Fire Emblem classic comes West for the first time
As much as I enjoy the deeper gameplay in modern tactical RPGs, there’s something to be said about old-school simplicity. Most classics of the genre feature straight-forward battle mechanics focused primarily on unit positioning, terrain, and stat advantage. Don’t confuse their more streamlined approach with a lesser challenge though — the classics are often just as strategic.
Such is the case with Nintendo’s Fire Emblem Echoes: Shadows of Valentia, a full remake of 1992’s Fire Emblem Gaiden. This formerly Japan-only Famicom title is the second entry in the long-running Fire Emblem series, developed by Kyoto-based Intelligent Systems.
With Gaiden being an early game in this time-honoured franchise, Nintendo was experimenting with features to see which resonated most. As such, gameplay elements that would later define the series, like Fates and Awakening‘s weapon triangle, were not yet developed. Instead, Fire Emblem Echoes offers a unique blend of modern and legacy Fire Emblem gameplay unlike any game before it. It’s challenging, it’s fun, and it’s sure to delight and surprise you all at the same time. Let’s take a look.
Platform(s): Nintendo 3DS and 2DS
Two coming-of-age stories
Fire Emblem Echoes starts off amidst a childhood love story between two star-crossed Valentians, Alm and Celica. Both youths grew up in the tranquil village of Ram, dreaming of one day adventuring beyond their borders. To cement their bond, the inseparable pair made a pact to always remain together no matter what the future holds.
Soon, however, we discover the continent of Valentia is undergoing radical shifts, a consequence of its prolonged struggle with duality. You see, centuries ago two gods fought for control of the land, a battle which ended in a fragile armistice. Duma created the militaristic Northern kingdom of Rigel, while the god Mila designed the bountiful paradise Zofia to the South.
Back in Ram, a sequence of calamitous events results in Alm and Celica being separated and raised in separate lands. We then fast-forward a decade and learn each has decided to embark on a quest to bring order to Valentia. Alm sets out to quash a coup at the Zofian capital, while Celica seeks the guidance of the goddess Mila.
Two stories, one epic campaign
Fire Emblem Echoes immediately sets itself apart with its focus on two heroes who command completely separate armies. You’ll alternate control of each group between chapters as you progress your way through this epic, intertwining campaign. Echoes also differentiates itself with its explorable villages and 3D dungeons where you take direct control of Alm or Celica.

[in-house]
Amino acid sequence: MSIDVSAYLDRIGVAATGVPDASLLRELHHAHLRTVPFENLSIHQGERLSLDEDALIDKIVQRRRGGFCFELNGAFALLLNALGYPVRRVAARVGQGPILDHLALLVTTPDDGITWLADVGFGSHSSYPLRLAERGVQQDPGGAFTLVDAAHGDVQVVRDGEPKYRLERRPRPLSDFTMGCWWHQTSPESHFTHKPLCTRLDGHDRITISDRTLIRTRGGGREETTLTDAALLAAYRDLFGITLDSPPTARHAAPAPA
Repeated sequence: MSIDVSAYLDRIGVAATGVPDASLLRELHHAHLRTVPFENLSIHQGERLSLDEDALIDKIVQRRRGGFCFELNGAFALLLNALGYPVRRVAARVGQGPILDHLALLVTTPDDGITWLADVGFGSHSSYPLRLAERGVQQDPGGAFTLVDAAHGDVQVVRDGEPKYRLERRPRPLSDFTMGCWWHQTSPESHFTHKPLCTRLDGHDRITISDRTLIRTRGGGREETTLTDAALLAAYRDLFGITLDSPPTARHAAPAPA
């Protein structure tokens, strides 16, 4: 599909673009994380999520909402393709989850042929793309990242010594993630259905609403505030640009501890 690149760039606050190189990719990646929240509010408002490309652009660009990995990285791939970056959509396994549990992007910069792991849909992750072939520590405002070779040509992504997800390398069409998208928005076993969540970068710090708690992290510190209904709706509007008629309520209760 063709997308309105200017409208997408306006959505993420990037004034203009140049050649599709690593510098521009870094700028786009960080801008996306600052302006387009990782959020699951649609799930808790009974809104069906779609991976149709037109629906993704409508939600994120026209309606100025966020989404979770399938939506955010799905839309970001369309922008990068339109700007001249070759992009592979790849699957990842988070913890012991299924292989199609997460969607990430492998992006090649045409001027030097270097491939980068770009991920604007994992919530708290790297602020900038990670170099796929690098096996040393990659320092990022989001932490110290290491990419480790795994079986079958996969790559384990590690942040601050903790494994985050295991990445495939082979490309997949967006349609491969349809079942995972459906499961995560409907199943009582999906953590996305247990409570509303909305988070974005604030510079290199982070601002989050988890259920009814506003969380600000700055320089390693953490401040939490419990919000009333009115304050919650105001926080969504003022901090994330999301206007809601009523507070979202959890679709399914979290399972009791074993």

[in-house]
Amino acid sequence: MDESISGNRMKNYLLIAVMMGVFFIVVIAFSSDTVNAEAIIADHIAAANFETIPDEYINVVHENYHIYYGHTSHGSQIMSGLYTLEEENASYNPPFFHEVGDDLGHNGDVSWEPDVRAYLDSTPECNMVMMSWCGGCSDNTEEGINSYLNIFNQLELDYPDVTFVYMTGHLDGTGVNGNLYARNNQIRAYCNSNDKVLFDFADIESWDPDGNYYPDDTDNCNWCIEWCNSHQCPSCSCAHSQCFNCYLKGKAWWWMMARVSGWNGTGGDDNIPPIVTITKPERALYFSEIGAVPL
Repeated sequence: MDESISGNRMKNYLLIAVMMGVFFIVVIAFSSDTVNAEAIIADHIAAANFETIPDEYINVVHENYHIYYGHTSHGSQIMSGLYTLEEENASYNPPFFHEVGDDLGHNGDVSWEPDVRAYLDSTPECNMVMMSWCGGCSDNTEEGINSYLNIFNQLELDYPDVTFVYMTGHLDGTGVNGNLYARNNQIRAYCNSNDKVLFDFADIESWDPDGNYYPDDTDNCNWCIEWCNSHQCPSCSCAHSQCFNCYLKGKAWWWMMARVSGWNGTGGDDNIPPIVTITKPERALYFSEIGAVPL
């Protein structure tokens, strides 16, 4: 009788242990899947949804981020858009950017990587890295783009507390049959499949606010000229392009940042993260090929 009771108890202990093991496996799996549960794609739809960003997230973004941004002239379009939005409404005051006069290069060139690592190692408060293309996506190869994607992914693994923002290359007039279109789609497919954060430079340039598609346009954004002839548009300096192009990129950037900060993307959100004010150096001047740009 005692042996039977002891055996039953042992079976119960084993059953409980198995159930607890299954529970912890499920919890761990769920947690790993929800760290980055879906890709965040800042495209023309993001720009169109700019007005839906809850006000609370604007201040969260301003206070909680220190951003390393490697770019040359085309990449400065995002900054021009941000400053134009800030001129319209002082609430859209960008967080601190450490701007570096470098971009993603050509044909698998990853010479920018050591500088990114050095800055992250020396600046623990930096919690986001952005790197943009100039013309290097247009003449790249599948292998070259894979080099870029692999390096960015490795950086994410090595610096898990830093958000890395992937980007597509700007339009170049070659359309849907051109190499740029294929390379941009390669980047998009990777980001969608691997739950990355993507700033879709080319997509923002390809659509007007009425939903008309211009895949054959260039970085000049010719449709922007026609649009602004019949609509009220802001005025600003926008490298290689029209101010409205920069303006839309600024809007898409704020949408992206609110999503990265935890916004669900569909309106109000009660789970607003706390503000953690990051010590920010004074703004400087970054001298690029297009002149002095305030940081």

If you’ve ever played the Professor Layton puzzle series, visiting town in Fire Emblem Echoes functions quite the same. There are villagers to speak with, different areas to see, and the point-and-click environments are filled with objects to pick-up. These include restorative items used on the battlefield, like wine and bread, as well as swords, shields, and other equipment. You’ll also meet potential new recruits for your armies, making town stop-offs a very rewarding part of the game experience.
As mentioned, Fire Emblem Echoes also contains 3D dungeons to explore, a first-ever for the franchise. Much like the Shin Megami Tensei series, you control your character directly and can strike enemies with your sword. Landing a blow will pre-emptively damage your enemies, while getting surprised results in enemy reinforcements being called in. Like the main campaign, all dungeon encounters initiate a traditional Fire Emblem tile-based battle.
Modes for all skill levels
No matter how experienced you are with Fire Emblem or tactical RPGs, Echoes has a mode for you. When starting out you can choose Normal or Hard difficulty, depending on how much of a challenge you want. Next, you’ll also be able to select Casual or Classic, the former allowing fallen allies to revive after missions, while the latter features the series’ traditional perma-death. Purist will likely prefer Classic, but for those who enjoy experimenting or more relaxed experiences, Casual is a nice addition.
Undo mistakes with the Mila Turnwheel